How to Prepare Your Skin For the Next Period
There are steps you can take to help your skin in the long run. With a couple of tweaks in lifestyle habits, you can cut the problem in its bud and treat causes rather than deal with consequences later on. Here are some tips on healthy lifestyle changes you can try to help your skin better deal with PMS:
- Exercise – Hormonal fluctuations during your period can be triggered by stress as well. With regular physical activity, you will decrease stress hormones in your body, such as cortisol. In the long run, there will be fewer breakouts as well;
- Diet – Foods with a high glycemic index (GI) can worsen the inflammation processes in the body, and therefore, make your acne worse. In addition, high-GI foods cause a spike in blood sugar levels as well as insulin. Excess insulin, in turn, causes our sebaceous glands to produce more oil, leading to clogged pores and acne. Therefore, if you are struggling with PMS acne, try to avoid eating sugary foods, sodas, white bread, pastry, as well as other heavily processed foods or eat them in moderation;
- Skincare – If you haven't paid much attention to your skincare, now would be the time to start. Proper skin hygiene – cleansing your face in the mornings and evenings, washing after working out and sweating, and always removing your makeup before bed – is a must. In addition, you might greatly benefit from exfoliating your skin at least once a week. Exfoliating with glycolic or lactic acid will lead to a quicker cell turnover and remove the dead skin layer from the skin's surface, unclogging the pores and preventing acne;
- Dietary supplements – If you suffer from acne, you need to make sure you're getting enough vitamins and minerals through your diet. If your diet lacks some of these micronutrients, rest assured your skin will show. Therefore, to keep your skin healthy and acne-free, try dietary supplements, including zinc (vegans and vegetarians are more likely to have zinc deficiency which has a major effect on acne), vitamins C and E (important antioxidants with anti-inflammatory effects), and vitamin D (this vitamin is essential for regulating numerous physiological processes in the skin).
Some Parting Words of Advice...
Acne before or during the period is a phenomenon that affects a huge number of women, primarily due to a stressful and hectic lifestyle, with unhealthy diet and lifestyle habits. Some women are more prone to cycle-related pimples than others, but fortunately, they can be treated.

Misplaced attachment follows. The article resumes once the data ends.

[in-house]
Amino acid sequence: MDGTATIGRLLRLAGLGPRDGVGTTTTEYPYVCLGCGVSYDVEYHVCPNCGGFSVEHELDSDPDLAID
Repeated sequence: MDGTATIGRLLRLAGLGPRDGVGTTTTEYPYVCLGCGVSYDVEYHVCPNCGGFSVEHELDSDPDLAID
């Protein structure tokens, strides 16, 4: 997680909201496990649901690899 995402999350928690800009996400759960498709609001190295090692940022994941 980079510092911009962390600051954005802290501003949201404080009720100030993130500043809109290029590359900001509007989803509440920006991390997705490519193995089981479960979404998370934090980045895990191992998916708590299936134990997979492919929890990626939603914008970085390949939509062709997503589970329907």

All in all, if you suffer from hormonal acne, it would be best to consult with your dermatologist or health care provider. They will best assess your skin condition and give you adequate treatment. Or they might recommend you to see your endocrinologist (hormone specialist) or gynecologist (female reproductive system specialist) for further analyses.
How do I prevent breakouts before my period?
Regular exercise and a diet rich in foods with a low glycemic index can help your skin better deal with hormonal acne. In addition, proper skincare can be of tremendous help - cleanse your face twice a day and after workouts, apply moisturizer and sunscreen regularly, and exfoliate once a week.
What does period acne look like?
Period acne, also called hormonal or adult acne, usually occurs in the lower face area, including lower cheeks, chin, neck, and jawline. They are often inflamed, painful, and red pustules and papules, sitting deep under the skin.
What part of menstrual cycle causes acne?
Hormonal acne usually occurs during the second half of a menstrual cycle. This is about seven to ten days before the period when estrogen and progesterone levels become lower.
Why am I getting hormonal acne all of a sudden?
There are many potential causes of hormonal acne. Dermatologists claim that many women get it due to stress, pregnancy, hormonal imbalances due to the menstrual cycle, or menopause. In addition, you may notice inflamed and painful acne breakouts right when you're beginning to take or discontinuing contraceptive pills.